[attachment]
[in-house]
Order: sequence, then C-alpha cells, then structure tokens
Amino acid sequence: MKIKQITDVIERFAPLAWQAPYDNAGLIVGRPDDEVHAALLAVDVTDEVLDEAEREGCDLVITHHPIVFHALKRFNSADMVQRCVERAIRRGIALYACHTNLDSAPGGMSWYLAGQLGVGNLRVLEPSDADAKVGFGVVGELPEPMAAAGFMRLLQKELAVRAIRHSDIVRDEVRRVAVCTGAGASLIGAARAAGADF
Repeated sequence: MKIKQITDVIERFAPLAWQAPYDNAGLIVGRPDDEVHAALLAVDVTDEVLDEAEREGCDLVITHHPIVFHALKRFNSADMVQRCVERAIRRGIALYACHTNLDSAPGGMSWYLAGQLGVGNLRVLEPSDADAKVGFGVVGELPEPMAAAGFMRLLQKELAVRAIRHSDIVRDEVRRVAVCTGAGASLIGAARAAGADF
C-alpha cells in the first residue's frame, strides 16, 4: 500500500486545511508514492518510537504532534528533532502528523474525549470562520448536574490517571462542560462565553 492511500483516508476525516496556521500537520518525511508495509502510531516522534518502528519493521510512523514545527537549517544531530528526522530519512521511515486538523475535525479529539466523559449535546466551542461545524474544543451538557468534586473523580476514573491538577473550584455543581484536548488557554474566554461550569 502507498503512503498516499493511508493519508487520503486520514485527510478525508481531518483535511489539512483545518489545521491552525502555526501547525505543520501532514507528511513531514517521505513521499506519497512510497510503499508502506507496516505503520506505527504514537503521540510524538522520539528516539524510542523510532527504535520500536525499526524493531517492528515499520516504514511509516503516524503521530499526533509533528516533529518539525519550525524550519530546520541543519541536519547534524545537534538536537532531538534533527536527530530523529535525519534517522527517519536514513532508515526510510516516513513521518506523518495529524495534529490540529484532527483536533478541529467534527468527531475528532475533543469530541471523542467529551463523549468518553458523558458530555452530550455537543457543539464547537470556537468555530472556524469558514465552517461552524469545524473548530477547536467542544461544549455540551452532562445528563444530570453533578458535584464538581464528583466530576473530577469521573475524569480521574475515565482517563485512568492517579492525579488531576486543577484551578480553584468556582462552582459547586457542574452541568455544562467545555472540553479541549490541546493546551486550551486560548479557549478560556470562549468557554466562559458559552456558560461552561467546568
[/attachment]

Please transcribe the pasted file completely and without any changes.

[in-house]
Order: sequence, then C-alpha cells, then structure tokens
Amino acid sequence: MKIKQITDVIERFAPLAWQAPYDNAGLIVGRPDDEVHAALLAVDVTDEVLDEAEREGCDLVITHHPIVFHALKRFNSADMVQRCVERAIRRGIALYACHTNLDSAPGGMSWYLAGQLGVGNLRVLEPSDADAKVGFGVVGELPEPMAAAGFMRLLQKELAVRAIRHSDIVRDEVRRVAVCTGAGASLIGAARAAGADF
Repeated sequence: MKIKQITDVIERFAPLAWQAPYDNAGLIVGRPDDEVHAALLAVDVTDEVLDEAEREGCDLVITHHPIVFHALKRFNSADMVQRCVERAIRRGIALYACHTNLDSAPGGMSWYLAGQLGVGNLRVLEPSDADAKVGFGVVGELPEPMAAAGFMRLLQKELAVRAIRHSDIVRDEVRRVAVCTGAGASLIGAARAAGADF
C-alpha cells in the first residue's frame, strides 16, 4: 500500500486545511508514492518510537504532534528533532502528523474525549470562520448536574490517571462542560462565553 492511500483516508476525516496556521500537520518525511508495509502510531516522534518502528519493521510512523514545527537549517544531530528526522530519512521511515486538523475535525479529539466523559449535546466551542461545524474544543451538557468534586473523580476514573491538577473550584455543581484536548488557554474566554461550569 502507498503512503498516499493511508493519508487520503486520514485527510478525508481531518483535511489539512483545518489545521491552525502555526501547525505543520501532514507528511513531514517521505513521499506519497512510497510503499508502506507496516505503520506505527504514537503521540510524538522520539528516539524510542523510532527504535520500536525499526524493531517492528515499520516504514511509516503516524503521530499526533509533528516533529518539525519550525524550519530546520541543519541536519547534524545537534538536537532531538534533527536527530530523529535525519534517522527517519536514513532508515526510510516516513513521518506523518495529524495534529490540529484532527483536533478541529467534527468527531475528532475533543469530541471523542467529551463523549468518553458523558458530555452530550455537543457543539464547537470556537468555530472556524469558514465552517461552524469545524473548530477547536467542544461544549455540551452532562445528563444530570453533578458535584464538581464528583466530576473530577469521573475524569480521574475515565482517563485512568492517579492525579488531576486543577484551578480553584468556582462552582459547586457542574452541568455544562467545555472540553479541549490541546493546551486550551486560548479557549478560556470562549468557554466562559458559552456558560461552561467546568